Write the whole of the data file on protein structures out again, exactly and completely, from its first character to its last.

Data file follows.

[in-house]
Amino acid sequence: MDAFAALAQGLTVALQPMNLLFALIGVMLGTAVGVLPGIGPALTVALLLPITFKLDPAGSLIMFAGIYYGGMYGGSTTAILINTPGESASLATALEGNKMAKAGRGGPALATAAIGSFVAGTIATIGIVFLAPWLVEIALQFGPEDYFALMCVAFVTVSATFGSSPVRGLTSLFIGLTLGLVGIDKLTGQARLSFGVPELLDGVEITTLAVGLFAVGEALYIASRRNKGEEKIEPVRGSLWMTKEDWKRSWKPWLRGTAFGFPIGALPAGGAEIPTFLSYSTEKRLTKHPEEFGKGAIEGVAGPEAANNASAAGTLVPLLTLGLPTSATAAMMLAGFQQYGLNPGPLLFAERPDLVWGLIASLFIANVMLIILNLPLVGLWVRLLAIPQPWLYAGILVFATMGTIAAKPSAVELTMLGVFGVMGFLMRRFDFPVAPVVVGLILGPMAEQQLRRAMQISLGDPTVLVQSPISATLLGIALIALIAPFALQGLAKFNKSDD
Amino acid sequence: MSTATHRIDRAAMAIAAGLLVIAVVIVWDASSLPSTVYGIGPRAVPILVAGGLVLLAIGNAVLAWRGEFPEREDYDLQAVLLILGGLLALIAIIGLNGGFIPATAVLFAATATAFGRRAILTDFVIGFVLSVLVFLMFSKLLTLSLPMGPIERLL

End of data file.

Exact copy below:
[in-house]
Amino acid sequence: MDAFAALAQGLTVALQPMNLLFALIGVMLGTAVGVLPGIGPALTVALLLPITFKLDPAGSLIMFAGIYYGGMYGGSTTAILINTPGESASLATALEGNKMAKAGRGGPALATAAIGSFVAGTIATIGIVFLAPWLVEIALQFGPEDYFALMCVAFVTVSATFGSSPVRGLTSLFIGLTLGLVGIDKLTGQARLSFGVPELLDGVEITTLAVGLFAVGEALYIASRRNKGEEKIEPVRGSLWMTKEDWKRSWKPWLRGTAFGFPIGALPAGGAEIPTFLSYSTEKRLTKHPEEFGKGAIEGVAGPEAANNASAAGTLVPLLTLGLPTSATAAMMLAGFQQYGLNPGPLLFAERPDLVWGLIASLFIANVMLIILNLPLVGLWVRLLAIPQPWLYAGILVFATMGTIAAKPSAVELTMLGVFGVMGFLMRRFDFPVAPVVVGLILGPMAEQQLRRAMQISLGDPTVLVQSPISATLLGIALIALIAPFALQGLAKFNKSDD
Amino acid sequence: MSTATHRIDRAAMAIAAGLLVIAVVIVWDASSLPSTVYGIGPRAVPILVAGGLVLLAIGNAVLAWRGEFPEREDYDLQAVLLILGGLLALIAIIGLNGGFIPATAVLFAATATAFGRRAILTDFVIGFVLSVLVFLMFSKLLTLSLPMGPIERLL